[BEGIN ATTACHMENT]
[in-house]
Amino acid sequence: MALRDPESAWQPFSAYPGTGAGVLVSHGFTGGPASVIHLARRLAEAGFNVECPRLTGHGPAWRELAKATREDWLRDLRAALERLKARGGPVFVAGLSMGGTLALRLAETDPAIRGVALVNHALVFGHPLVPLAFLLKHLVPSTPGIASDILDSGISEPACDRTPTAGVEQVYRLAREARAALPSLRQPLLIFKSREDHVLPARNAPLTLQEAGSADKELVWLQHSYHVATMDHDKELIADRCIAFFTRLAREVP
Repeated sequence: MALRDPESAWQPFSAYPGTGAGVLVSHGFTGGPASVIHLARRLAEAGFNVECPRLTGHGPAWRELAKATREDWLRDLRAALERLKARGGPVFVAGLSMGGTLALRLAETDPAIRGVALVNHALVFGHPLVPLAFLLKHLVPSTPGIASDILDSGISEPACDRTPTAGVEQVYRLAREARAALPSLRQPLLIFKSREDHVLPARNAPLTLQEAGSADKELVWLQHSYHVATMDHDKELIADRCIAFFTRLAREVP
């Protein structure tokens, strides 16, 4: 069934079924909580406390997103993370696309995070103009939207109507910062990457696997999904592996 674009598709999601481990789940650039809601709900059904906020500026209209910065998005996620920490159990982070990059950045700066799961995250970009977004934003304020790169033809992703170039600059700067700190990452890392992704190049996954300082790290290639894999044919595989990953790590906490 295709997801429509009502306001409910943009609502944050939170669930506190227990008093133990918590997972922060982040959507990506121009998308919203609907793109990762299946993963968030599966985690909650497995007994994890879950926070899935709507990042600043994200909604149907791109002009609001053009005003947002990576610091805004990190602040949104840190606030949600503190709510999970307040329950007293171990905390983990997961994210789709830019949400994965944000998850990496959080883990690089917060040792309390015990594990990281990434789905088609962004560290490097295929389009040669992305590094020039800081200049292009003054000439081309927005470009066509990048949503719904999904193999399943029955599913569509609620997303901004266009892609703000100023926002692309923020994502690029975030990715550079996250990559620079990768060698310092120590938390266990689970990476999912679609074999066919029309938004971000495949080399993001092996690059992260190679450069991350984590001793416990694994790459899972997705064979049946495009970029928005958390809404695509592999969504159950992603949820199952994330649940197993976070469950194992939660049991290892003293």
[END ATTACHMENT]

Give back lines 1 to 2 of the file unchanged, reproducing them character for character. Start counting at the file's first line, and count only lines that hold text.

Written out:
[in-house]
Amino acid sequence: MALRDPESAWQPFSAYPGTGAGVLVSHGFTGGPASVIHLARRLAEAGFNVECPRLTGHGPAWRELAKATREDWLRDLRAALERLKARGGPVFVAGLSMGGTLALRLAETDPAIRGVALVNHALVFGHPLVPLAFLLKHLVPSTPGIASDILDSGISEPACDRTPTAGVEQVYRLAREARAALPSLRQPLLIFKSREDHVLPARNAPLTLQEAGSADKELVWLQHSYHVATMDHDKELIADRCIAFFTRLAREVP